Knox County Sheriff on reelection bid, challenges facing KCSO, law enforcement overall

Local News

KNOXVILLE, Tenn. (WATE) – As early voting continues in the City of Knoxville primary race, the Knox County primary election is just nine months away. The race for Knox County’s next sheriff is among one of the biggest. Incumbent Sheriff Tom Spangler is set to face his predecessor, J.J. Jones, in May 2022.  

Jones, who we spoke to in March, said his primary concern with KCSO today, and the reason he’s asking for his old job back, is the retention problem facing the agency.

Spangler acknowledged the problem Thursday. “Yea, we’ve lost people,” he said. “We’ve lost people because of what has gone on, because of COVID, because of the attacks on law enforcement. People have gotten out of law enforcement. They continue to do that today. We had one employee that left to go drive an ice truck…he said, I can make sixty thousand dollars.”

Spangler has implemented recruiting tools, like employee referral cash incentives and job fairs, but feels one of the best ways he can make the agency more competitive and retain more deputies is through pay. In each budget cycle, Spangler advocated for employee pay raises.

In 2019, he secured a 6% pay bump. In 2020, he successfully pushed for 1,500 bonuses. While he requested 8% increases in the most recent budget, employees with the rank of Captain or below received a 5% uptick.

If reelected, he vows to continue advocating for his law enforcement officers. Shortly after taking office, Spangler decreased the number of KCSO Captains to pay for more patrol and correctional officers and eliminated 12-hour shifts for those working patrol.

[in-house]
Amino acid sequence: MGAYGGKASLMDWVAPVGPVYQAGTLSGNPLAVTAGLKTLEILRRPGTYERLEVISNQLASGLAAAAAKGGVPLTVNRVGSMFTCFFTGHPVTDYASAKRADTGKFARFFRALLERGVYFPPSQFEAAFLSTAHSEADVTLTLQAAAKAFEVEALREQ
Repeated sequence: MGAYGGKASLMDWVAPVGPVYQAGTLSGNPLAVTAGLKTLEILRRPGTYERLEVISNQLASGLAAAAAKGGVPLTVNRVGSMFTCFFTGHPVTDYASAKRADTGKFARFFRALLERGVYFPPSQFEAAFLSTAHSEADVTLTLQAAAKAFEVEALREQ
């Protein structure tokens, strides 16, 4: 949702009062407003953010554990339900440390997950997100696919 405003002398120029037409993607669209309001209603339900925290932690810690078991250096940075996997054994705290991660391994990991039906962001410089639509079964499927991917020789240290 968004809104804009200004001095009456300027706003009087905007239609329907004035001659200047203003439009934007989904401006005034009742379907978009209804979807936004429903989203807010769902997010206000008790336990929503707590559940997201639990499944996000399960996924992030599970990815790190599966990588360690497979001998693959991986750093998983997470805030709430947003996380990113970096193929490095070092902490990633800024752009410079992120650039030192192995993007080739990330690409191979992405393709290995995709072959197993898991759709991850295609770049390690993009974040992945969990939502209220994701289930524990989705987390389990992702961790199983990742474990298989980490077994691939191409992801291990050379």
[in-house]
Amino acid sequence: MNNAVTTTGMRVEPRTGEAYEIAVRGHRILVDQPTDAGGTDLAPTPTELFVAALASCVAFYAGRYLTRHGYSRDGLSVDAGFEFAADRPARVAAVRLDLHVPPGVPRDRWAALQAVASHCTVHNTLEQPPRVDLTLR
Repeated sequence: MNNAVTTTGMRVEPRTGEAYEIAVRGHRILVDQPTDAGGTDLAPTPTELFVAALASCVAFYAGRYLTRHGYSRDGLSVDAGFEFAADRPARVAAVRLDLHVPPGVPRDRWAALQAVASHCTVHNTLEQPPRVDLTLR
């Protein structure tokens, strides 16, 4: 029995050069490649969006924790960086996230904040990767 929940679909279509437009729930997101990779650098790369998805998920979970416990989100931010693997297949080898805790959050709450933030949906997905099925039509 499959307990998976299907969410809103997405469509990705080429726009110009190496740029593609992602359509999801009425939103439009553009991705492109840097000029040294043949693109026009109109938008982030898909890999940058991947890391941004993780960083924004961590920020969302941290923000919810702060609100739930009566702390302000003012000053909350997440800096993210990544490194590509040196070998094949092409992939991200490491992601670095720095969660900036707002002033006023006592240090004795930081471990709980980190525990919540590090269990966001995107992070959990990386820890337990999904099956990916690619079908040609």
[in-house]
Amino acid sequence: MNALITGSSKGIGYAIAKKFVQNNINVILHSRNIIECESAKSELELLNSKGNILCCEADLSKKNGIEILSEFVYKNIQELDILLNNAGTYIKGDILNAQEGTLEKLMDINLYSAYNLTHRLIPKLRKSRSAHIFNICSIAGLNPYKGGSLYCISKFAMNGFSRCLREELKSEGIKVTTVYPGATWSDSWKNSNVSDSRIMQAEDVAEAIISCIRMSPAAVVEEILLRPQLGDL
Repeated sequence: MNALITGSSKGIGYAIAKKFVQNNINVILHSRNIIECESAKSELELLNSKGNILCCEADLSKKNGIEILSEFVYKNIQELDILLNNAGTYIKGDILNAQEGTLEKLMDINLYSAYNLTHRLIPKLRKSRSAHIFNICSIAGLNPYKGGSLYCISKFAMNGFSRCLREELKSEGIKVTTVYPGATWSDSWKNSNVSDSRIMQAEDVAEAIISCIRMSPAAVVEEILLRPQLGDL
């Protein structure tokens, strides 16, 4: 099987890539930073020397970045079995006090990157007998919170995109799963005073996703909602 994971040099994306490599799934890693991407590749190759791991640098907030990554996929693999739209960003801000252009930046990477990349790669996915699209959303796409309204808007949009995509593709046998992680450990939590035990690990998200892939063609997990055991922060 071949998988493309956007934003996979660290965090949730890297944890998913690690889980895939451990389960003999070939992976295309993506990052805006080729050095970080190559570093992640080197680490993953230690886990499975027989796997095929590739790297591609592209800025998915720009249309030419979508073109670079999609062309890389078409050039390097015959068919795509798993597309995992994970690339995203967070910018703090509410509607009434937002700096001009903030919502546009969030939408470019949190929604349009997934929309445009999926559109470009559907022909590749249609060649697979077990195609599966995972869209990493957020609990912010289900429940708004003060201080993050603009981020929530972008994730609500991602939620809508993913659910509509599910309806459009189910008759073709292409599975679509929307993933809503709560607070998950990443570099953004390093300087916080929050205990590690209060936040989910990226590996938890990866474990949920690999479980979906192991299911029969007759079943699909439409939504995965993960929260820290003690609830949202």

“That’s just way too much on the body. We can’t expect people that are carrying a weapon and making split-second decisions to be tired. I wanted to make sure they got the rest and most of all being able to spend a little bit more time with their families.”

Spangler also discussed more controversial decisions, including not enforcing countywide mask mandates and continuing the 287(g) program first implemented by Jones.

“By state law, if you come into our jail, we’re going to identify who you are one way or the other. If we find out you’re here illegally, then we do a little more in-depth background check on you and if we find out you’re wanted from somewhere, then we turn it over to ICE. Other than that, that’s it,” Spangler added.

Spangler felt the mandates and curfews were unconstitutional and felt enforcement would make a dire situation worse. “I’m not going to go in and enforce, and make people suffer anymore, and that was my decision. I’d stick to it today,” he said.

Copyright 2021 Nexstar Media Inc. All rights reserved. This material may not be published, broadcast, rewritten, or redistributed.

Trending Stories

Latest News Videos

$10,000 donation made to Operation Honor Guard

Cumberland County man arrested at elementary school

Mayor Jacobs says Knox County will not comply with vaccine mandate

Celebrating Hispanic Heritage Month

Tennessee has vaccine requirements in place for daycares, schools

Knoxville civil rights activist funding new UT scholarship